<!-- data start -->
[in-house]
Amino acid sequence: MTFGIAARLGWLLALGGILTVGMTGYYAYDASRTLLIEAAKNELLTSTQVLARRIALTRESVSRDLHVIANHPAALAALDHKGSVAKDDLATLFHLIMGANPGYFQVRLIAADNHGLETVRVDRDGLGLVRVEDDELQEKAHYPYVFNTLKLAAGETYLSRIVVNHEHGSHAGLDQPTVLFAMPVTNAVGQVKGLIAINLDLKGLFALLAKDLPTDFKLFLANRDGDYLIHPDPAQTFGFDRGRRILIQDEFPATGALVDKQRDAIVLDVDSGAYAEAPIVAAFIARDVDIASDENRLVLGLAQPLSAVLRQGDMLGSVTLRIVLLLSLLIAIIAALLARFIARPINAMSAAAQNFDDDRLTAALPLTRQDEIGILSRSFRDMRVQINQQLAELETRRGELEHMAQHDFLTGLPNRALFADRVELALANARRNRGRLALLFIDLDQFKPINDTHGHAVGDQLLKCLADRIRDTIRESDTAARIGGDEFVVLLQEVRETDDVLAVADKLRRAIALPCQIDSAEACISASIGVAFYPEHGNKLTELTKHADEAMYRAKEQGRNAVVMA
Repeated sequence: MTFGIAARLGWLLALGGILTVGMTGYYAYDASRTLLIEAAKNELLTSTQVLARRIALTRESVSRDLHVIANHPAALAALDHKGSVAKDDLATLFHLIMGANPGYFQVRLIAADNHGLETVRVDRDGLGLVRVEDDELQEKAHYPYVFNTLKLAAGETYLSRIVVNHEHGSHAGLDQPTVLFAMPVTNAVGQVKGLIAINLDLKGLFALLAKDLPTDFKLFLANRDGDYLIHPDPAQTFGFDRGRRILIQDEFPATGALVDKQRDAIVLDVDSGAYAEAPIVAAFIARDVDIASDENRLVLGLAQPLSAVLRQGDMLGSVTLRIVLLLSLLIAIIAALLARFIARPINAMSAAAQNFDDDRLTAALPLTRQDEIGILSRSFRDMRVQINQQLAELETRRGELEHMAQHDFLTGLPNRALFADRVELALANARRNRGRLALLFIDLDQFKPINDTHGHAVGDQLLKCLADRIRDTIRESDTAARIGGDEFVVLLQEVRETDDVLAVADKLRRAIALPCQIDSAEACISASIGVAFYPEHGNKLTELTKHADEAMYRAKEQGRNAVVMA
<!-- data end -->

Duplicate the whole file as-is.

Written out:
[in-house]
Amino acid sequence: MTFGIAARLGWLLALGGILTVGMTGYYAYDASRTLLIEAAKNELLTSTQVLARRIALTRESVSRDLHVIANHPAALAALDHKGSVAKDDLATLFHLIMGANPGYFQVRLIAADNHGLETVRVDRDGLGLVRVEDDELQEKAHYPYVFNTLKLAAGETYLSRIVVNHEHGSHAGLDQPTVLFAMPVTNAVGQVKGLIAINLDLKGLFALLAKDLPTDFKLFLANRDGDYLIHPDPAQTFGFDRGRRILIQDEFPATGALVDKQRDAIVLDVDSGAYAEAPIVAAFIARDVDIASDENRLVLGLAQPLSAVLRQGDMLGSVTLRIVLLLSLLIAIIAALLARFIARPINAMSAAAQNFDDDRLTAALPLTRQDEIGILSRSFRDMRVQINQQLAELETRRGELEHMAQHDFLTGLPNRALFADRVELALANARRNRGRLALLFIDLDQFKPINDTHGHAVGDQLLKCLADRIRDTIRESDTAARIGGDEFVVLLQEVRETDDVLAVADKLRRAIALPCQIDSAEACISASIGVAFYPEHGNKLTELTKHADEAMYRAKEQGRNAVVMA
Repeated sequence: MTFGIAARLGWLLALGGILTVGMTGYYAYDASRTLLIEAAKNELLTSTQVLARRIALTRESVSRDLHVIANHPAALAALDHKGSVAKDDLATLFHLIMGANPGYFQVRLIAADNHGLETVRVDRDGLGLVRVEDDELQEKAHYPYVFNTLKLAAGETYLSRIVVNHEHGSHAGLDQPTVLFAMPVTNAVGQVKGLIAINLDLKGLFALLAKDLPTDFKLFLANRDGDYLIHPDPAQTFGFDRGRRILIQDEFPATGALVDKQRDAIVLDVDSGAYAEAPIVAAFIARDVDIASDENRLVLGLAQPLSAVLRQGDMLGSVTLRIVLLLSLLIAIIAALLARFIARPINAMSAAAQNFDDDRLTAALPLTRQDEIGILSRSFRDMRVQINQQLAELETRRGELEHMAQHDFLTGLPNRALFADRVELALANARRNRGRLALLFIDLDQFKPINDTHGHAVGDQLLKCLADRIRDTIRESDTAARIGGDEFVVLLQEVRETDDVLAVADKLRRAIALPCQIDSAEACISASIGVAFYPEHGNKLTELTKHADEAMYRAKEQGRNAVVMA